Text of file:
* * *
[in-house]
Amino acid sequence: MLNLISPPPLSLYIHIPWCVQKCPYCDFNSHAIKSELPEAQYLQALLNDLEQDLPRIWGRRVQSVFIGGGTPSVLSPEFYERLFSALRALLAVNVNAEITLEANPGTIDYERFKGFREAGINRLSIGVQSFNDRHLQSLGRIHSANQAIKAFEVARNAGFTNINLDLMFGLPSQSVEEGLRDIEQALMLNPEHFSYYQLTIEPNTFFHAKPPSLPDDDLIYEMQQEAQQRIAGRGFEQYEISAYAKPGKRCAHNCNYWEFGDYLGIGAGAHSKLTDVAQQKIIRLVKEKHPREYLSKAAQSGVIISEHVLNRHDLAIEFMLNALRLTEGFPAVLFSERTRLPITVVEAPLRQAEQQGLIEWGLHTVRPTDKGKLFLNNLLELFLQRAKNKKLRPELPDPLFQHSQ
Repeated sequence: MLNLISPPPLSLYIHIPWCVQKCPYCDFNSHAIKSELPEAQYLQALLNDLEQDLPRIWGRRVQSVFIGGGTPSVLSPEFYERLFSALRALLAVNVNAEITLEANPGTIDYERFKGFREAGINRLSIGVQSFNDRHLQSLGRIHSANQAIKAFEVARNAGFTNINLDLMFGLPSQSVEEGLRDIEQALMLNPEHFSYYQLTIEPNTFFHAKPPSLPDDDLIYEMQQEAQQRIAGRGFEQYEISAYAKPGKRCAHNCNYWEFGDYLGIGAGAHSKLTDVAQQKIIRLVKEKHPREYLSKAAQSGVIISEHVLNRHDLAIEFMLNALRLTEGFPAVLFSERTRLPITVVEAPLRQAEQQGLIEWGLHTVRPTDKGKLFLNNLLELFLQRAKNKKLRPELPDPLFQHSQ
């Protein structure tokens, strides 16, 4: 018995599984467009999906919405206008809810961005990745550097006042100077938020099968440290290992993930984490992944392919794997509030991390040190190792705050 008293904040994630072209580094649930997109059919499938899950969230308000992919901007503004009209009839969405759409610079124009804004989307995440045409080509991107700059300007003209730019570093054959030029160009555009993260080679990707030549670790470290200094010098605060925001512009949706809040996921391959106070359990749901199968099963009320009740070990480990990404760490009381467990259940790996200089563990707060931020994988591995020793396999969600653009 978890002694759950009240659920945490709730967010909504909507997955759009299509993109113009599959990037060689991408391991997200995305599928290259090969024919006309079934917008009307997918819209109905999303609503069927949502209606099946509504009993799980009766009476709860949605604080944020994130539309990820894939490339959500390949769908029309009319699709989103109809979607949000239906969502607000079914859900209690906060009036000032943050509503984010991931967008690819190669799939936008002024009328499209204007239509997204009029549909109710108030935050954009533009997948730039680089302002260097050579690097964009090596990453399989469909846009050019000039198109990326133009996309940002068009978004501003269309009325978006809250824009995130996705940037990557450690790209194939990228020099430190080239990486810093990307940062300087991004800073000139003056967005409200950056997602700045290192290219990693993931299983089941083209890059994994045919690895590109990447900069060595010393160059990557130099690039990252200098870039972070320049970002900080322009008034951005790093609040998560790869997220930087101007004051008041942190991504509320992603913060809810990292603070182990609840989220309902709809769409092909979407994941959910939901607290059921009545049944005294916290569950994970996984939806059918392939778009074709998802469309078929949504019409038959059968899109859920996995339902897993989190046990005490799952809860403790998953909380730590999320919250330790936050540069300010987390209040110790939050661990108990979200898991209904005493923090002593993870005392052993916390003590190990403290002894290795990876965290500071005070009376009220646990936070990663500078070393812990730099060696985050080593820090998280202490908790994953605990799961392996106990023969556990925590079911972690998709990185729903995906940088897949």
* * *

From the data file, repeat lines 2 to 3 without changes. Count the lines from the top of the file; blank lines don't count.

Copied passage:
Amino acid sequence: MLNLISPPPLSLYIHIPWCVQKCPYCDFNSHAIKSELPEAQYLQALLNDLEQDLPRIWGRRVQSVFIGGGTPSVLSPEFYERLFSALRALLAVNVNAEITLEANPGTIDYERFKGFREAGINRLSIGVQSFNDRHLQSLGRIHSANQAIKAFEVARNAGFTNINLDLMFGLPSQSVEEGLRDIEQALMLNPEHFSYYQLTIEPNTFFHAKPPSLPDDDLIYEMQQEAQQRIAGRGFEQYEISAYAKPGKRCAHNCNYWEFGDYLGIGAGAHSKLTDVAQQKIIRLVKEKHPREYLSKAAQSGVIISEHVLNRHDLAIEFMLNALRLTEGFPAVLFSERTRLPITVVEAPLRQAEQQGLIEWGLHTVRPTDKGKLFLNNLLELFLQRAKNKKLRPELPDPLFQHSQ
Repeated sequence: MLNLISPPPLSLYIHIPWCVQKCPYCDFNSHAIKSELPEAQYLQALLNDLEQDLPRIWGRRVQSVFIGGGTPSVLSPEFYERLFSALRALLAVNVNAEITLEANPGTIDYERFKGFREAGINRLSIGVQSFNDRHLQSLGRIHSANQAIKAFEVARNAGFTNINLDLMFGLPSQSVEEGLRDIEQALMLNPEHFSYYQLTIEPNTFFHAKPPSLPDDDLIYEMQQEAQQRIAGRGFEQYEISAYAKPGKRCAHNCNYWEFGDYLGIGAGAHSKLTDVAQQKIIRLVKEKHPREYLSKAAQSGVIISEHVLNRHDLAIEFMLNALRLTEGFPAVLFSERTRLPITVVEAPLRQAEQQGLIEWGLHTVRPTDKGKLFLNNLLELFLQRAKNKKLRPELPDPLFQHSQ